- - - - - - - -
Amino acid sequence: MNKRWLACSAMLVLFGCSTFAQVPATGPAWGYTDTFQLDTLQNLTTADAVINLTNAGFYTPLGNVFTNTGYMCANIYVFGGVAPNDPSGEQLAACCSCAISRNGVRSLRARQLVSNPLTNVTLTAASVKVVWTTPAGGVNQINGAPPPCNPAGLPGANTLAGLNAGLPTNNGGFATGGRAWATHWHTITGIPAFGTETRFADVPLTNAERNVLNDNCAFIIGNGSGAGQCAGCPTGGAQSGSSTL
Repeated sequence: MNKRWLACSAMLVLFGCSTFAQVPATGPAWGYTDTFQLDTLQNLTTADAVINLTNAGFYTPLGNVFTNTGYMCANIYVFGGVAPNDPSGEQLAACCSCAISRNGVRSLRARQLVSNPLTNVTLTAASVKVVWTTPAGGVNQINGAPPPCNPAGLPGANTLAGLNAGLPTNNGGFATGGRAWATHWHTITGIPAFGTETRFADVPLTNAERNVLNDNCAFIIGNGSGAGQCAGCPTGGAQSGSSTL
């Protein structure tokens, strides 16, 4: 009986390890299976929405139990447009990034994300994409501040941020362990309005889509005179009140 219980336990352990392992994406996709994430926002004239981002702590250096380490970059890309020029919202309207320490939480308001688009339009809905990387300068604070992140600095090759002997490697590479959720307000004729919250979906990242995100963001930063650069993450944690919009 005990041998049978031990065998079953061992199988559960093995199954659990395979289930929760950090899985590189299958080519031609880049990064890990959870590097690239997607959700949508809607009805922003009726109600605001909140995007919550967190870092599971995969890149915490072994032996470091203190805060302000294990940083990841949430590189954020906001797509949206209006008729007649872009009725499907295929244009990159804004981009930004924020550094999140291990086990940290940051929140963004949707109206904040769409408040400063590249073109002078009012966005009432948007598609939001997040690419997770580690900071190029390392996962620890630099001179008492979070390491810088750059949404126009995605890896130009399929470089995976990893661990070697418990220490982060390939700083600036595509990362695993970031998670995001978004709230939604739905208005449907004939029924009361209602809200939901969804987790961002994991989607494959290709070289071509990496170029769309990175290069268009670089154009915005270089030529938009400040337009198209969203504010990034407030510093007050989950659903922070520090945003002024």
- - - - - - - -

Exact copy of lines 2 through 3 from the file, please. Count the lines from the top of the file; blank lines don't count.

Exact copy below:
Repeated sequence: MNKRWLACSAMLVLFGCSTFAQVPATGPAWGYTDTFQLDTLQNLTTADAVINLTNAGFYTPLGNVFTNTGYMCANIYVFGGVAPNDPSGEQLAACCSCAISRNGVRSLRARQLVSNPLTNVTLTAASVKVVWTTPAGGVNQINGAPPPCNPAGLPGANTLAGLNAGLPTNNGGFATGGRAWATHWHTITGIPAFGTETRFADVPLTNAERNVLNDNCAFIIGNGSGAGQCAGCPTGGAQSGSSTL
């Protein structure tokens, strides 16, 4: 009986390890299976929405139990447009990034994300994409501040941020362990309005889509005179009140 219980336990352990392992994406996709994430926002004239981002702590250096380490970059890309020029919202309207320490939480308001688009339009809905990387300068604070992140600095090759002997490697590479959720307000004729919250979906990242995100963001930063650069993450944690919009 005990041998049978031990065998079953061992199988559960093995199954659990395979289930929760950090899985590189299958080519031609880049990064890990959870590097690239997607959700949508809607009805922003009726109600605001909140995007919550967190870092599971995969890149915490072994032996470091203190805060302000294990940083990841949430590189954020906001797509949206209006008729007649872009009725499907295929244009990159804004981009930004924020550094999140291990086990940290940051929140963004949707109206904040769409408040400063590249073109002078009012966005009432948007598609939001997040690419997770580690900071190029390392996962620890630099001179008492979070390491810088750059949404126009995605890896130009399929470089995976990893661990070697418990220490982060390939700083600036595509990362695993970031998670995001978004709230939604739905208005449907004939029924009361209602809200939901969804987790961002994991989607494959290709070289071509990496170029769309990175290069268009670089154009915005270089030529938009400040337009198209969203504010990034407030510093007050989950659903922070520090945003002024």